Great jazz, folk and classical music is performed at The Sheldon as well as gospel, blues, bluegrass, Celtic, Latin and other music from around the world.

Olivia Lahs-Gonzales heads the Sheldon Art Galleries. In 1998, The Sheldon added the 7,000 square foot gallery space and an outdoor sculpture garden. The galleries contain seven separate spaces devoted to rotating exhibits of St. Louis artists, photography, architecture, jazz history, emerging artists, children's art and now boasts of the world class Hartenberger Musical Instrument Collection. 

The Sheldon has also made a commitment to education. In addition to a Matinee Concert Series, The Sheldon introduces over 25,000 young people to music through "The Jazz Story," "Folk Music in the Melting Pot," "Nothin' but the Blues," "The American Musical," "Lewis and Clark," "Drums and Dances of Africa" and "Classical Connections" educational workshops and master classes connect talented young musicians with Sheldon guest artists, and college internships teach arts management, recording techniques and concert production.

One of the most visited history museums in the nation, The Missouri History Museum, looks at the history of the St. Louis region from the Mississippian people up to the present day. Collecting for 150 years, the Missouri History Museum has one of the largest collections of artifacts and historical materials of any regional history museum in the country. Through the Museum's long term exhibits, visitors can discover St. Louis's baseball history from the Browns to the Cardinals, explore life on the Mississippi River, marvel at the magnitude of the 1904 World's Fair, learn about the Civil Rights movement and much more. The Museum's "History Clubhouse," which is open year-round, is an immersive, hands-on history experience designed for the younger visitors and their families.

Committed to creating and hosting the most dynamic and engaging history exhibits, the Missouri History Museum also features a rotating schedule of special exhibits throughout the year. Right now, the Museum is hosting its acclaimed exhibit "#1 in Civil Rights: the African American Freedom Struggle in St. Louis" through April 15, 2018. This exhibit examines the local civil rights movement and St. Louis' leading role in advancing the cause of racial justice. Also on display is the stunning "Panoramas of the City" exhibit through August 12, 2018. Using incredible floor-to ceiling panoramic photographs as its backdrop, "Panoramas of the City" explores the history of St. Louis from 1900 to 1950, allowing visitors to fully immerse themselves in these moments in time.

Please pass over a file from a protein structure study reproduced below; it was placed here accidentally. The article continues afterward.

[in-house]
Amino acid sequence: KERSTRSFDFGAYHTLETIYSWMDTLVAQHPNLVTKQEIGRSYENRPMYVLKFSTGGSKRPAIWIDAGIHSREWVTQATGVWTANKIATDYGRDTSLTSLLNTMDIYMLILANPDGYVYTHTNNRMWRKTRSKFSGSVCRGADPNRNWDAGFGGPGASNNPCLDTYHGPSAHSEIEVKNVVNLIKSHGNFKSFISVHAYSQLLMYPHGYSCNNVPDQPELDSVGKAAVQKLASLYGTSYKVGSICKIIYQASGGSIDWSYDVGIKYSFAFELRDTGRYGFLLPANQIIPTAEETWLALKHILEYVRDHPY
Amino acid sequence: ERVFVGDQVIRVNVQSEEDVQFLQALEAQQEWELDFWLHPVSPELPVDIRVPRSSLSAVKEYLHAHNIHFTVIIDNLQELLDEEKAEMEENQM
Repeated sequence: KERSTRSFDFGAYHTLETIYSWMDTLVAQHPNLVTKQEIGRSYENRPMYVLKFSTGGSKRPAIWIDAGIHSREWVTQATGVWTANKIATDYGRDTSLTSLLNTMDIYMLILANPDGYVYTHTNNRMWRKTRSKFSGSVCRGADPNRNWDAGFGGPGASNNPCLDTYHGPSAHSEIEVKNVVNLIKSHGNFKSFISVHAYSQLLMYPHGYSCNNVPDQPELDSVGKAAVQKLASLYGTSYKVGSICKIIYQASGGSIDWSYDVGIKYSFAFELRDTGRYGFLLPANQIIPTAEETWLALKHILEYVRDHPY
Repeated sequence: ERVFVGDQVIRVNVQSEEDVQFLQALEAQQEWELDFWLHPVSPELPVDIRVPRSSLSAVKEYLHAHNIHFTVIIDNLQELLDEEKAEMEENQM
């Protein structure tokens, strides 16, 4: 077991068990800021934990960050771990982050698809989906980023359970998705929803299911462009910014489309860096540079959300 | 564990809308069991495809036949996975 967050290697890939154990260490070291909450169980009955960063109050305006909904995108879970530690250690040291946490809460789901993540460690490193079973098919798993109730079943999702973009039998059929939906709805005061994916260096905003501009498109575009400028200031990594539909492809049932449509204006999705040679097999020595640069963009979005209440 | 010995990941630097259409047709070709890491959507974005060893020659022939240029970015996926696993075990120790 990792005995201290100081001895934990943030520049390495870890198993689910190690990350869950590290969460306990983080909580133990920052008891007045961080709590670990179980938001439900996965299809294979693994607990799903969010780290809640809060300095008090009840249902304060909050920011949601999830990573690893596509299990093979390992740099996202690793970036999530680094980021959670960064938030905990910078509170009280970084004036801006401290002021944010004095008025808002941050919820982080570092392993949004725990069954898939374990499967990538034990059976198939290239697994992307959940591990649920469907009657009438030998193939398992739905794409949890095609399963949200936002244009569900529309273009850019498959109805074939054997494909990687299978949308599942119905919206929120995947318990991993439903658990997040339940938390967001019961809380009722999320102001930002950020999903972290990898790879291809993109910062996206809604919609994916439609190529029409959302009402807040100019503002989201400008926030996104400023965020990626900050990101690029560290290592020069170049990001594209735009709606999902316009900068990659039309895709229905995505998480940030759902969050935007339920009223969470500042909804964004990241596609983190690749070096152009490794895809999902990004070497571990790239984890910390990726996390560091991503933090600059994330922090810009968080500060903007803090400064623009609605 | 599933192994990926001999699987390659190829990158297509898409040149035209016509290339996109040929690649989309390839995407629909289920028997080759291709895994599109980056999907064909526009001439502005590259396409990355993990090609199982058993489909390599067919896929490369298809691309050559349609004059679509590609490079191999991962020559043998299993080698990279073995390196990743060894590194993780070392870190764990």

Of course the Missouri History Museum has Dr. Francis Levine at the helm guiding everything along. She has the highest regard for her staff and says that they work together as a team. Jody Sowell, Director of Exhibitions and Research at the Missouri Historical Society, and Nicholas Hoffman, Managing Director of Education and Visitor Experiences, work with the many curators to present the best programs and exhibitions for the engagement and enjoyment of the public.

And let’s not overlook Soldiers Memorial Museum in downtown St. Louis which is now run by the History Museum and the fact that the History Museum has a fantastic restaurant and gift shop both overlooking beautiful Forest Park.

What an enjoying feast of art and culture is available to citizens of our city in our museums. Have fun, enjoying them.

Nancy Kranzberg has been involved in the arts community for more than thirty years on numerous arts related boards.